Maryse Alberti claimed top honors in the 2009 Film Independent’s Spirit Award cinematography competition for The Wrestler. It was an encore performance for the cinematographer, who claimed top honors in 1999 for Velvet Goldmine and a 2005 nomination for We Don’t Live Here Any More.

“I had never met (director) Darren (Aronofsky),” she says. “I think he sent me the script for The Wrestler because of my documentary background. In our first conversation, we spoke about shooting in documentary style.”

Alberti has earned an eclectic blend of nearly 60 narrative film and documentary credits since 1985, in addition to shooting many 30-second stories, aka commercials. Her nonfiction film credits include Crumb, which won the International Documentary Association Award in 1994, Enron: the Smartest Guys in the Room, which was nominated for an Academy Award in 2006, and Taxi to the Dark Side, which won the Oscar in 2008.

Her career (so far) is like one of those classic Mickey Rooney movies where impossible dreams come true. Alberti was born and raised on a farm in southern France. She saw her first movie when she was 19 years old on the first leg of her journey to the United States. After arriving in the country, Alberti worked as an au pair for a family that lived in a New York City suburb for several months.

She took her first pictures with a Kodak Instamatic camera while hitchhiking across the country. Alberti began her career as a still photographer on low-budget independent films. She segued into working as an assistant cameraman on documentaries that took her to Central and South America, China and the Soviet Union.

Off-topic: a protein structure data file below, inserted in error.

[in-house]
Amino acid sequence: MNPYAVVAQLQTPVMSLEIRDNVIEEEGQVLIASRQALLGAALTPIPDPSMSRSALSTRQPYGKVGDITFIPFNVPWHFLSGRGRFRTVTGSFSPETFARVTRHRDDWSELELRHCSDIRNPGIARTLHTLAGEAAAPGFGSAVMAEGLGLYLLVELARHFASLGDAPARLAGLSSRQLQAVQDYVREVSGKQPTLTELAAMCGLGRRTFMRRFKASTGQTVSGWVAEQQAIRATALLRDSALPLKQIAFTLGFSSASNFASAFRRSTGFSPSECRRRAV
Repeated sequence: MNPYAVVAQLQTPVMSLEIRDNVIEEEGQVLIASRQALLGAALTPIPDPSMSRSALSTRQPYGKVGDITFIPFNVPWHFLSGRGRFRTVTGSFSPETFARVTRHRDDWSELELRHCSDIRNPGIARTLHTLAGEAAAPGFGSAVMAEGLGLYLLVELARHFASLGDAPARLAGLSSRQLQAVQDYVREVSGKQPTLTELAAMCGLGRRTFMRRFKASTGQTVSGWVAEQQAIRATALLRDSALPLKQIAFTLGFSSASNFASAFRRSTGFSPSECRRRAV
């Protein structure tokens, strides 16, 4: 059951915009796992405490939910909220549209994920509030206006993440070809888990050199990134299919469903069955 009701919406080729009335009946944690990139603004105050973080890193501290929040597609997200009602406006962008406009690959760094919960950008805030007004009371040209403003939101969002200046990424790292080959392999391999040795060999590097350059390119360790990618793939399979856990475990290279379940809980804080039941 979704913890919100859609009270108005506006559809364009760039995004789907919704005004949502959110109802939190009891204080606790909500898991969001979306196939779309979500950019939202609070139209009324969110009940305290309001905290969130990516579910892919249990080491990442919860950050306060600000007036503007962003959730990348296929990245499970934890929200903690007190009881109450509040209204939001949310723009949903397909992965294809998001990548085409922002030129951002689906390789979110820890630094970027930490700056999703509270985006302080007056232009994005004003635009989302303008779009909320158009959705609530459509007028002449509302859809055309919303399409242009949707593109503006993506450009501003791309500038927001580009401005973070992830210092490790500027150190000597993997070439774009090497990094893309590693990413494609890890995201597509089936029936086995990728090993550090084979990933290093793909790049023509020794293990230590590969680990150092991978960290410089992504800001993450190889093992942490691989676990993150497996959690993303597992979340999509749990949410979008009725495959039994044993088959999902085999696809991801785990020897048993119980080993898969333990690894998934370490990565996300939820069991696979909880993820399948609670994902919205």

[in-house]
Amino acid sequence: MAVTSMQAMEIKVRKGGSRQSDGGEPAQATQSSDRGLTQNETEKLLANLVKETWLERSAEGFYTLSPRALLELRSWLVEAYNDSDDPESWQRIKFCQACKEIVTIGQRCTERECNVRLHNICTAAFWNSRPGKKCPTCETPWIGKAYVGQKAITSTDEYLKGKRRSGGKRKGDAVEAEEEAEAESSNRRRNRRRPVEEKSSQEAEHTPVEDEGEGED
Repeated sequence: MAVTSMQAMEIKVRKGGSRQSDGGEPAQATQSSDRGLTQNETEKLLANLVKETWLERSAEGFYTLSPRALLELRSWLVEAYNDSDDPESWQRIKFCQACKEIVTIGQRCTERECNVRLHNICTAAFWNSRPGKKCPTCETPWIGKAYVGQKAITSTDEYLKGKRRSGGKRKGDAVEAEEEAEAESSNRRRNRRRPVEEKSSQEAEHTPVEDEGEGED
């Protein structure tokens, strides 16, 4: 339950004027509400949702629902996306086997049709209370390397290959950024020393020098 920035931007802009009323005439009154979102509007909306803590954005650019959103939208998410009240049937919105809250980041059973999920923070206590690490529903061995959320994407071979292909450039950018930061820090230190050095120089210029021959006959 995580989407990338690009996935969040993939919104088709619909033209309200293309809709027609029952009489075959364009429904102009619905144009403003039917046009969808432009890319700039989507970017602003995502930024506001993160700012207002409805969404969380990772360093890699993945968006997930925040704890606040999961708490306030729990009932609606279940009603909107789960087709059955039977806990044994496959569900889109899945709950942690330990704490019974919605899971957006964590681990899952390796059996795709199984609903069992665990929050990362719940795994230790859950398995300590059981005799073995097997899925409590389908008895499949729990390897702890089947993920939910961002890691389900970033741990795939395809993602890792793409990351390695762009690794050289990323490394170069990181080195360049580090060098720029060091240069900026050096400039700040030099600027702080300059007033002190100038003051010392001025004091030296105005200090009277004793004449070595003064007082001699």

Alberti earned her first cinematography credits for documentaries during the second half of the 1980s. She shot her first narrative film, Poison, in 1991.

Alberti and Aronofsky quickly decided to compose The Wrestler in 2.4:1 aspect ratio, while shooting with a handheld Super 16 camera to give the actors maximum freedom to spontaneously follow their instincts. Their timing was perfect. The new 12-pound ARRI 416 camera had just come on the market. Most of the film was shot with a single camera. The exception was wrestling scenes, when Alberti had a second camera in the ring.

“There was no video village,” she says. “Darren was always by my side while we were shooting. That allowed us to make quick, intuitive decisions.”

The Wrestler attracted fans to the box office, and earned accolades from critics. Mickey Rourke and Marisa Tomei earned Oscar nominations for their roles. That doesn’t happen without artful cinematography that is in perfect tune with the performances.

By Bob Fisher and David Heuring